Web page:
Visu­al Arts

Brand-New & Ter­rif­ic: Alex Katz in the 1950s

Diana Tuite
  • Review
By – December 23, 2015

Brand-New & Ter­rif­ic: Alex Katz in the 1950s is sure to delight read­ers inter­est­ed in the artist’s explo­ration of tech­nique and craft at the out­set of his career. Open­ing with four essays on his ear­ly works, Brand-New & Ter­rif­ic draws atten­tion to the devel­op­ment of Katz’s treat­ment of light, style, space, and col­or, as well as the direct influ­ences of the emer­gent arts move­ments around him, in the col­lec­tion of over 90 oil paint­ings and water­col­or col­lages to follow.

Katz’s dis­tinct voice of mid­cen­tu­ry Amer­i­can Impres­sion­ism pleas­es on every page. Incor­po­rat­ing still lifes, land­scapes, and por­trai­ture, the col­lec­tion high­lights the con­gru­ence of bril­liance in the sub­dued tones of Katz’s work and the tran­quil­i­ty in even his bright­est uses of col­or. A pink facade through a far win­dow extracts the rich­ness of a fold­ing chair in a spare, near­ly-grey room; a series of black dress­es bring out the brown sheen of his sub­jec­t’s raven hair; a tab­by cat in a wom­an’s arms dims the blue of her eyes, call­ing atten­tion instead to her lips and the shapes of the room behind her. His exper­i­ments with pat­tern in flow­ers, fields, forests, and even in crowds of peo­ple achieve stun­ning sat­u­ra­tion and bal­ance. The lay read­er may wish for more details about the artist’s per­son­al life and con­nec­tions to the sub­jects of his por­traits, as lit­tle bio­graph­i­cal infor­ma­tion is offered save men­tion of Katz’s upbring­ing in New York and, at the end of the book, a chrono­log­i­cal time­line of his ear­ly career, which plots his mar­riages, divorce, and the birth of his son between res­i­den­cies, exhi­bi­tions, tran­si­tions in form, and first encoun­ters with influ­en­tial works of his con­tem­po­raries. Those inter­est­ed in art his­to­ry and fash­ions of the peri­od or in Katz’s method and evo­lu­tion, how­ev­er, will find the includ­ed essays infor­ma­tive, illu­mi­na­tive, and enjoy­able, and all will be cap­ti­vat­ed by the scenes, pat­terns, and peo­ple fea­tured in Alex Katz’s incep­tive works.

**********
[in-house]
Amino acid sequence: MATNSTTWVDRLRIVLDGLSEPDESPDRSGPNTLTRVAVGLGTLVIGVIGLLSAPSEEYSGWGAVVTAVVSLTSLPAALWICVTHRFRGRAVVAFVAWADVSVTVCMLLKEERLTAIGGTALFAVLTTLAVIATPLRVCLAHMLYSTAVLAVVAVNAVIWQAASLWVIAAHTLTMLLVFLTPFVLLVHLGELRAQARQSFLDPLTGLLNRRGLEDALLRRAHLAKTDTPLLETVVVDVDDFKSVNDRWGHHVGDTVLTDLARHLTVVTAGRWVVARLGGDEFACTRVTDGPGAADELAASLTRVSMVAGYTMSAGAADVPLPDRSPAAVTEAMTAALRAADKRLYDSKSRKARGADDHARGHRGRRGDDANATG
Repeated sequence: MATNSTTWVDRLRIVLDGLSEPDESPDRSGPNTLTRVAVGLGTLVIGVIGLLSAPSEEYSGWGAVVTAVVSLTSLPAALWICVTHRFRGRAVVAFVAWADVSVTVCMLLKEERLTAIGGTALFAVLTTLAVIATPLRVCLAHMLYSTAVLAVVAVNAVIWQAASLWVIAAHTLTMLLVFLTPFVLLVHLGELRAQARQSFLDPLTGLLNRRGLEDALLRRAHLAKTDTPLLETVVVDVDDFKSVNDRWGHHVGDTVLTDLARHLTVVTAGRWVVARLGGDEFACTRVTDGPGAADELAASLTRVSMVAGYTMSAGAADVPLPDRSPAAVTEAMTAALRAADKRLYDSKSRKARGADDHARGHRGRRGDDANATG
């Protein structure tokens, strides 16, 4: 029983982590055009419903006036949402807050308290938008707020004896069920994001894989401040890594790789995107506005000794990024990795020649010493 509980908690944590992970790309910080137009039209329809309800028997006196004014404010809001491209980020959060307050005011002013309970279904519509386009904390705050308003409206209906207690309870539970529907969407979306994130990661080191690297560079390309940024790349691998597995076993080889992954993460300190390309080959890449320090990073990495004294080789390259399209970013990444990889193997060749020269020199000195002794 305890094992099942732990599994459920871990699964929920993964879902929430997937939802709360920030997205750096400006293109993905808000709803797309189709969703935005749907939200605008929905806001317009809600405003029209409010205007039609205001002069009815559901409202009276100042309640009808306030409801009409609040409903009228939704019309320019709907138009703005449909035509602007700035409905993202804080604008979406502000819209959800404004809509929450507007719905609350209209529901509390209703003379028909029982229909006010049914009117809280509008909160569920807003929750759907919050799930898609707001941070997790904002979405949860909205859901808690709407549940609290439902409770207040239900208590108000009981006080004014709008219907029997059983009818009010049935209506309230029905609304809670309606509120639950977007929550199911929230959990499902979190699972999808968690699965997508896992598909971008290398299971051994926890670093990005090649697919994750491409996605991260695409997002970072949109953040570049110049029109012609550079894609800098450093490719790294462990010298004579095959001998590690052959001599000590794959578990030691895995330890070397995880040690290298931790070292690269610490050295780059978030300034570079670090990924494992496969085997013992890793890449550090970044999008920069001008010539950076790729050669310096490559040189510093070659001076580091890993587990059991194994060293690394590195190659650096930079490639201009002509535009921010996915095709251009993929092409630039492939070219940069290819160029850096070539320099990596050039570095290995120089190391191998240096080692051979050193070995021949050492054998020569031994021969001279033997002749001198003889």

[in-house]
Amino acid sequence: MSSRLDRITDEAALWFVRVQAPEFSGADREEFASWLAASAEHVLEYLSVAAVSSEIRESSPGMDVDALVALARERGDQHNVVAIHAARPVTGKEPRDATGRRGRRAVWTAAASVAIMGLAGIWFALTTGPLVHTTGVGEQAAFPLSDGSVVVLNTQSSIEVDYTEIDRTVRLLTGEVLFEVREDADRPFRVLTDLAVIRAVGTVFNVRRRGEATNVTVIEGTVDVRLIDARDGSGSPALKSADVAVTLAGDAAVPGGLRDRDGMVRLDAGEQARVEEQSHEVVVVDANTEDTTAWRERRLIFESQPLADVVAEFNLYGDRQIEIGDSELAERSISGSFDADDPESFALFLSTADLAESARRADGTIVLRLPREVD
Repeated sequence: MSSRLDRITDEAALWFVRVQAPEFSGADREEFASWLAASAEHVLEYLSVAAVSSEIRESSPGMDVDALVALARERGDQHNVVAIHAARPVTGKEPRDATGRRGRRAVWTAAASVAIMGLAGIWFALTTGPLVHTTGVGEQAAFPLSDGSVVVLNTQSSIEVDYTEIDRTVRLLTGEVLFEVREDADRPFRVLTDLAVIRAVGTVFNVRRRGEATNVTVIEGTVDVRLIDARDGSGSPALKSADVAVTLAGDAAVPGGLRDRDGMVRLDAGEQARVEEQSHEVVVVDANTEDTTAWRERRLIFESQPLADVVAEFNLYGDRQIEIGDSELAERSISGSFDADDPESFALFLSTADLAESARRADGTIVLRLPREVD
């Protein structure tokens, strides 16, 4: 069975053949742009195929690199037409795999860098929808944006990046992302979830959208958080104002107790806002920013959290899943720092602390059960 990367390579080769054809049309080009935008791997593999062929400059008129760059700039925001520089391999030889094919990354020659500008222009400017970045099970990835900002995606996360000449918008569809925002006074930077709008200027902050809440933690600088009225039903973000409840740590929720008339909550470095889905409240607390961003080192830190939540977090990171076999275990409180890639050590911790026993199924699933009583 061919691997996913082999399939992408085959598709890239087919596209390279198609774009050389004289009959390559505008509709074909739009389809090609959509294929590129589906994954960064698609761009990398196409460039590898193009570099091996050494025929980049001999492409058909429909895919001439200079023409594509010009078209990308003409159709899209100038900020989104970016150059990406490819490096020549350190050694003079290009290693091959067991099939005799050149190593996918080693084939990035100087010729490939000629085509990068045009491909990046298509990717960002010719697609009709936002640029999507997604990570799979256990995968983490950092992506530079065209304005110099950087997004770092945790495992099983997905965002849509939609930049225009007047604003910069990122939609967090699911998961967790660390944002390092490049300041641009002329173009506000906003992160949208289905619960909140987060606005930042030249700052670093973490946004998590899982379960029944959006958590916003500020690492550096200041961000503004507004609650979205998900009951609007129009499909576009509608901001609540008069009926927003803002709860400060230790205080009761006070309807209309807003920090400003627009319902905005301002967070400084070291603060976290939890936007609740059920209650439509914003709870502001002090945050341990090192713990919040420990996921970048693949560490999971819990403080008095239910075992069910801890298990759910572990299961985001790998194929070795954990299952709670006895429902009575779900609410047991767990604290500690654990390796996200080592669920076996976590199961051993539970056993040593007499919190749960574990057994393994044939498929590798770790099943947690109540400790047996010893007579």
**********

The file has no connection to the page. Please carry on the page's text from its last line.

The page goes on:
Relat­ed Content:

Nat Bern­stein is the for­mer Man­ag­er of Dig­i­tal Con­tent & Media, JBC Net­work Coor­di­na­tor, and Con­tribut­ing Edi­tor at the Jew­ish Book Coun­cil and a grad­u­ate of Hamp­shire College.

Discussion Questions